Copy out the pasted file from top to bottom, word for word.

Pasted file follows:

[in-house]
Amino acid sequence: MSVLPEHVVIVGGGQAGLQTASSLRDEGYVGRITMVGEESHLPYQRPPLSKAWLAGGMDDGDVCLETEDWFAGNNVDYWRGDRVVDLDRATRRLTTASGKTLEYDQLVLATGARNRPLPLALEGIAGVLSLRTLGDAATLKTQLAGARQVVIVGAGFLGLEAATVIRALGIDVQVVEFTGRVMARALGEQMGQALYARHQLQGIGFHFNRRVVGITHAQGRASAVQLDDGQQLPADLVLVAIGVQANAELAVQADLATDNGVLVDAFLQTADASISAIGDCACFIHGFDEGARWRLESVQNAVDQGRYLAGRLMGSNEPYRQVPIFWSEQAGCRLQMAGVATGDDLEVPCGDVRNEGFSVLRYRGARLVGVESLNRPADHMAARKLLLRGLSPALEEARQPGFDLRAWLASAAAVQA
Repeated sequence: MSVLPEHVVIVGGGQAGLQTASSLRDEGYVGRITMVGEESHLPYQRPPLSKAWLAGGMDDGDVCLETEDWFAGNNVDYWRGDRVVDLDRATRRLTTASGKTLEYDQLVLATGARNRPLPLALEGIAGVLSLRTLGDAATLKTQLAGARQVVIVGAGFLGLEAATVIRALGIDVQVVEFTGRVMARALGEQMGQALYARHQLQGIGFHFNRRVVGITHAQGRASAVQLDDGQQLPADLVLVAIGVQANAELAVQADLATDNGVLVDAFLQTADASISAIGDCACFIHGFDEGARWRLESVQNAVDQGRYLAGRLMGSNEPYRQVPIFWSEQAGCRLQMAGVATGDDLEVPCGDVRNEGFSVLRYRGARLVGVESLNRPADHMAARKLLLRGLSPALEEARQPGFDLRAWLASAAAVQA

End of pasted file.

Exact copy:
[in-house]
Amino acid sequence: MSVLPEHVVIVGGGQAGLQTASSLRDEGYVGRITMVGEESHLPYQRPPLSKAWLAGGMDDGDVCLETEDWFAGNNVDYWRGDRVVDLDRATRRLTTASGKTLEYDQLVLATGARNRPLPLALEGIAGVLSLRTLGDAATLKTQLAGARQVVIVGAGFLGLEAATVIRALGIDVQVVEFTGRVMARALGEQMGQALYARHQLQGIGFHFNRRVVGITHAQGRASAVQLDDGQQLPADLVLVAIGVQANAELAVQADLATDNGVLVDAFLQTADASISAIGDCACFIHGFDEGARWRLESVQNAVDQGRYLAGRLMGSNEPYRQVPIFWSEQAGCRLQMAGVATGDDLEVPCGDVRNEGFSVLRYRGARLVGVESLNRPADHMAARKLLLRGLSPALEEARQPGFDLRAWLASAAAVQA
Repeated sequence: MSVLPEHVVIVGGGQAGLQTASSLRDEGYVGRITMVGEESHLPYQRPPLSKAWLAGGMDDGDVCLETEDWFAGNNVDYWRGDRVVDLDRATRRLTTASGKTLEYDQLVLATGARNRPLPLALEGIAGVLSLRTLGDAATLKTQLAGARQVVIVGAGFLGLEAATVIRALGIDVQVVEFTGRVMARALGEQMGQALYARHQLQGIGFHFNRRVVGITHAQGRASAVQLDDGQQLPADLVLVAIGVQANAELAVQADLATDNGVLVDAFLQTADASISAIGDCACFIHGFDEGARWRLESVQNAVDQGRYLAGRLMGSNEPYRQVPIFWSEQAGCRLQMAGVATGDDLEVPCGDVRNEGFSVLRYRGARLVGVESLNRPADHMAARKLLLRGLSPALEEARQPGFDLRAWLASAAAVQA